On November 15, 2021, President Biden signed into law the Infrastructure Investment and Jobs Act, making $1.2 trillion available over five years for roads, bridges, and major transportation projects as well as for passenger and freight rail, power systems, airports, public transit, water lines, broadband, and more. The level of funding is historic, and it’s been called a once-in-a-generation investment in the nation’s competitiveness.
“We have been talking in this country about investing in infrastructure for five presidencies, maybe more than that, and we finally got it done,” says Pete Metz, vice president of civic and regional partnerships at the Cincinnati USA Regional Chamber.
Now comes the complicated part. While the legislation authorizes an enormous amount of spending, it’s generally agreed that the need is even greater, and much of the funding will be competitive among states and municipalities. “Cincinnati is not unique,” says Eric Beightel, principal infrastructure policy/environmental strategist at HDR Engineering Inc. “Many cities and regions across the country have a backlog for infrastructure. The state of the infrastructure is quite old, and there’s need for improvement.”
The legislation authorizes infrastructure spending on two fronts. It first increases the level of funding that states and municipalities will receive under baseline funding programs that are distributed according to formula. For the Greater Cincinnati region, that formula funding will increase by 24 percent and average $305 million a year for the five-year period, according to a study done by HDR for the Chamber, REDI Cincinnati, the Cincinnati Business Committee, and the Cincinnati Regional Business Committee.
An even bigger impact is expected to come from the creation of more than 20 new grant programs that will award funding on a competitive basis. These “discretionary grant” programs will be administered by government agencies such as the Federal Highway Administration, the Federal Aviation Administration, the Department of Transportation, and others; the recently announced Brent Spence Bridge funding came from this bucket.
To better understand how the Cincinnati metro region could benefit from the federal programs and to begin to prioritize projects for funding, HDR was engaged to connect with stakeholders in the region to analyze potential big projects, assess their readiness for grant applications, prioritize them, and make recommendations for next steps.
The firm worked with the organizations to seek nominations for projects that could compete for the grant programs, then narrowed those down to six. The selection was based on making sure there was a range of geographic diversity—not just projects in the city of Cincinnati—as well as a range of transportation modes. “We were looking for things that are truly regional and are economic drivers,” Metz says.
Three major infrastructure projects that have already been approved for substantial funding were not included in the report because they’re far along in their development: the Brent Spence Bridge, which has been awarded federal funding of more than $1.6 billion; the Western Hills Viaduct, which is considered fully funded through local, state, and federal funds; and the Reinventing Metro plan for bus service expansion, bus rapid transit, and on-demand service, which Hamilton County voters agreed in 2020 to fund with a sales tax increase.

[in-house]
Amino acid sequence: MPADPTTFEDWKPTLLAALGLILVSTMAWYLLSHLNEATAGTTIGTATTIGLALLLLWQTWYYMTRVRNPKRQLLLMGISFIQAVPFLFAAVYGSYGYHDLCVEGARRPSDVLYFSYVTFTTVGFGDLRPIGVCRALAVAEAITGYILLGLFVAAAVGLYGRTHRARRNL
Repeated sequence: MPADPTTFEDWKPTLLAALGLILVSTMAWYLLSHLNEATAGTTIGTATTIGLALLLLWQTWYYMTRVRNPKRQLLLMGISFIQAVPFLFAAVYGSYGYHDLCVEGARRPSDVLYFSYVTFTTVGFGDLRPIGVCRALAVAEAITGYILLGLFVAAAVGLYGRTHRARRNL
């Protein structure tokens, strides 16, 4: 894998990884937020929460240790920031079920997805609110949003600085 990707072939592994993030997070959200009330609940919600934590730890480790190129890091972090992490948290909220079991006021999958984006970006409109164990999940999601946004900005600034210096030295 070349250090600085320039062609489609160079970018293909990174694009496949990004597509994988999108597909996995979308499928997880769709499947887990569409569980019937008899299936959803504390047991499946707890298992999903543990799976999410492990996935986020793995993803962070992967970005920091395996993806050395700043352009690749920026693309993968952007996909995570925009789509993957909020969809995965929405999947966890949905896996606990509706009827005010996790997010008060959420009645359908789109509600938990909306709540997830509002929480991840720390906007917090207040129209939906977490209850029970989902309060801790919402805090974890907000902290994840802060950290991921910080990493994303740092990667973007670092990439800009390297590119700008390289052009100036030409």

Other potential projects were considered not to be ready for applications yet, as they lacked enough detail to get them on the drawing board during the five-year window. Those include expansion of the Cincinnati streetcar system and potential rail transit to the airport.
The regional projects were assessed using criteria that included the likelihood of local matching funds, typically 20 percent of the project cost but which could be as much as 50 percent; the project’s readiness; and how the project aligns with U.S. Department of Transportation policy priorities like safety, sustainability, climate action, and equity.
The report then makes recommendations for moving forward on each of the six projects in order to get them ready for competitive grant applications. The recommendations could also be relevant for other projects in the region, says Beightel, the report’s lead consultant. “This process could be replicated across the region. These strategies could apply universally to complete other important projects.”
Other regional projects will receive funding and will get support from the Chamber and other entities, Metz says, but the recommended ones are in position to be competitive now. “We view this document not as the only six projects that the Chamber supports, but six projects we believe are poised to take advantage of this deluge of federal infrastructure dollars.”
“This is a huge opportunity not only for the city but for the region,” says Meeka Owens, chair of Cincinnati City Council’s Climate, Environment, and Infrastructure Committee. “It’s an opportunity to think big not only about our climate goals but also about providing multimodal access for residents in this community. Not just getting around by car, but really imagining what public transit looks like, what safer streets and more walkable streets look like, and how we retrofit ourselves for an electric vehicle society.”
Accessing these grants will be important to attracting and keeping businesses in the region, says Kimm Lauterbach, president and CEO of REDI Cincinnati. “Infrastructure is a key component in economic development,” she says. “Both established regional companies looking to grow here and companies that are considering the Cincinnati region to expand or relocate want to know that we have the infrastructure in place to support their business needs.”
Here are the six recommended infrastructure projects, in alphabetical order:
CENTRAL PARKWAY BEAUTIFICATION